And the winner is:


And the winner is:

Over the years, I have occasionally commented on the seemingly ridiculous prices people will pay to store their cars. Single parking slots bought in central London for more than the price of a house — you know the sort of thing.

Now, one of our overseas visitors from the Middle East has gone one better and paid just over $25 million for an entire underground carpark!

It’s located in the Knightsbridge area of London, which has long suffered from an annual invasion of super-rich visitors from the Middle East who seem to see compliance with our traffic laws as optional. After all, who is going to be deterred by a $150 parking fine if Daddy owns a lump of the world’s oil reserves?

But, I digress. The carpark was formerly operated as a high-end, high-security store for rich man’s playthings, where people paid $50,000 a year to keep their Ferraris, Lamborghinis and McLarens.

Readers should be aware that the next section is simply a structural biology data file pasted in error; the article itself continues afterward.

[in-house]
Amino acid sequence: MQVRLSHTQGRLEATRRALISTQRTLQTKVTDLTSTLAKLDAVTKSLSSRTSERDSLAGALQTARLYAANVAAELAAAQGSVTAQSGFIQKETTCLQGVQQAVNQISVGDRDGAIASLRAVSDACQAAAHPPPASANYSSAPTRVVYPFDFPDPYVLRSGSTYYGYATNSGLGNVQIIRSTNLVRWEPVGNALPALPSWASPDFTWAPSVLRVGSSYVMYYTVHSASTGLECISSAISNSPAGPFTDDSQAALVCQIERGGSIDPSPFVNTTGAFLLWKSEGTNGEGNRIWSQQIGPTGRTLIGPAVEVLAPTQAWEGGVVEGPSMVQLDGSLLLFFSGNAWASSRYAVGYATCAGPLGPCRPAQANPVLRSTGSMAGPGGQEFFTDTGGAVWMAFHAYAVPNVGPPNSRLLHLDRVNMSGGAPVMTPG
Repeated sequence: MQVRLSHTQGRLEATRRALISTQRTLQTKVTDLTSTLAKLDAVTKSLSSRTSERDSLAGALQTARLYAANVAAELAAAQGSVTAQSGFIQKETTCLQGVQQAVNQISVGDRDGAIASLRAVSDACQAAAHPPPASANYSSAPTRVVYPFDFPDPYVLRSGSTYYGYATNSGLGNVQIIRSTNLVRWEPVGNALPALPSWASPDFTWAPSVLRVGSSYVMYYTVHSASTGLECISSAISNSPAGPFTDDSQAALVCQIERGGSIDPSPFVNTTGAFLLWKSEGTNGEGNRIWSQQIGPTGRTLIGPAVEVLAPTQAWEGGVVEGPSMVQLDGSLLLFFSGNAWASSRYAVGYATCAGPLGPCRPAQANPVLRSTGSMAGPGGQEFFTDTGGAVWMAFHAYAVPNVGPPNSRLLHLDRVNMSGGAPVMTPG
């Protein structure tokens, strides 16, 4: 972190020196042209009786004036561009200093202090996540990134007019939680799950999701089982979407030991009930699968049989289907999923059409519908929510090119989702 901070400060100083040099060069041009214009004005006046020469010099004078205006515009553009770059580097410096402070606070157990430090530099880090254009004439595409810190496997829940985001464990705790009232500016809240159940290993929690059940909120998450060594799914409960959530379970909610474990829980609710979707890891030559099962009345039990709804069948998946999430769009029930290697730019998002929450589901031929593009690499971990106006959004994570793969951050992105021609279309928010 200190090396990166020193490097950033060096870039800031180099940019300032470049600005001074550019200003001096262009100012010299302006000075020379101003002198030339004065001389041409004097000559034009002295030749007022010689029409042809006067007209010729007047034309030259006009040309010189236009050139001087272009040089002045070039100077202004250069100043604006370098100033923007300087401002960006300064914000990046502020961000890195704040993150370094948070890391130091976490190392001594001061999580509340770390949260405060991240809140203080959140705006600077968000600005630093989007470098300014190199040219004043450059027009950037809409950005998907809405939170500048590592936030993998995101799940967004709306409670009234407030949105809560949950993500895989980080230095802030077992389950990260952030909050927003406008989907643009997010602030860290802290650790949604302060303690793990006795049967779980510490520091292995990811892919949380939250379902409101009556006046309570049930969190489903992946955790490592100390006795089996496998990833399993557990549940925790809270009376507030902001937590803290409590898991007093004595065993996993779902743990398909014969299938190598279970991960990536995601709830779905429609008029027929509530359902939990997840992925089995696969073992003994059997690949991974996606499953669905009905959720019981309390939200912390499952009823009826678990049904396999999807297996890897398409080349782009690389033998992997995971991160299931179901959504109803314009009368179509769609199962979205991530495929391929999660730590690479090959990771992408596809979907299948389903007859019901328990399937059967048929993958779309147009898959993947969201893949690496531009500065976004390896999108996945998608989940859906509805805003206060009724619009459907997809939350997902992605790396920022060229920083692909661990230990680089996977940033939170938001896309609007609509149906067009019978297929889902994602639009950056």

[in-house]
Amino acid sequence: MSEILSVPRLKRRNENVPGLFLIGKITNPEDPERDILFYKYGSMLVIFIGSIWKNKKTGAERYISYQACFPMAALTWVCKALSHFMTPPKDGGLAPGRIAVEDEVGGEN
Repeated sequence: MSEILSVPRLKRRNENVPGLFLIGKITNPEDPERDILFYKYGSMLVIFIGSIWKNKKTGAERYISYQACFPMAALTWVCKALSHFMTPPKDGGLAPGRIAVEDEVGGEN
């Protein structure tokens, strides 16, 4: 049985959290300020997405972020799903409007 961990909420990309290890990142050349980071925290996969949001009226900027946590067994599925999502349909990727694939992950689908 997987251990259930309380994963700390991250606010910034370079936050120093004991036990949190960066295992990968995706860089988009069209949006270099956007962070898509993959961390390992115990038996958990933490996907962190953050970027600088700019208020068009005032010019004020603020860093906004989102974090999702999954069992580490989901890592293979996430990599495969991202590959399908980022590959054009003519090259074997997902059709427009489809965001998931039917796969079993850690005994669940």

Now our anonymous buyer has bought the whole site. How rich is he?

We don’t know, but a spokesman for the property company that runs the site did comment that the value of the collection of cars that the new owner would store there was significantly higher than the price that he had paid for the garage. So, not Volkswagens then.


Schools and Parking

I don’t know about the U.S., but here in the UK, and in many other European cities, there seems to be an intractable parking problem. Twice a day, lobotomized parents whose children are clearly incapable of walking more than 10 feet — and, yes, we do have a major child obesity issue — have to park within inches of the school’s front door to drop off or pick up their lard tubs. In one European city, I saw a main bus route blocked for 20 minutes while this happened.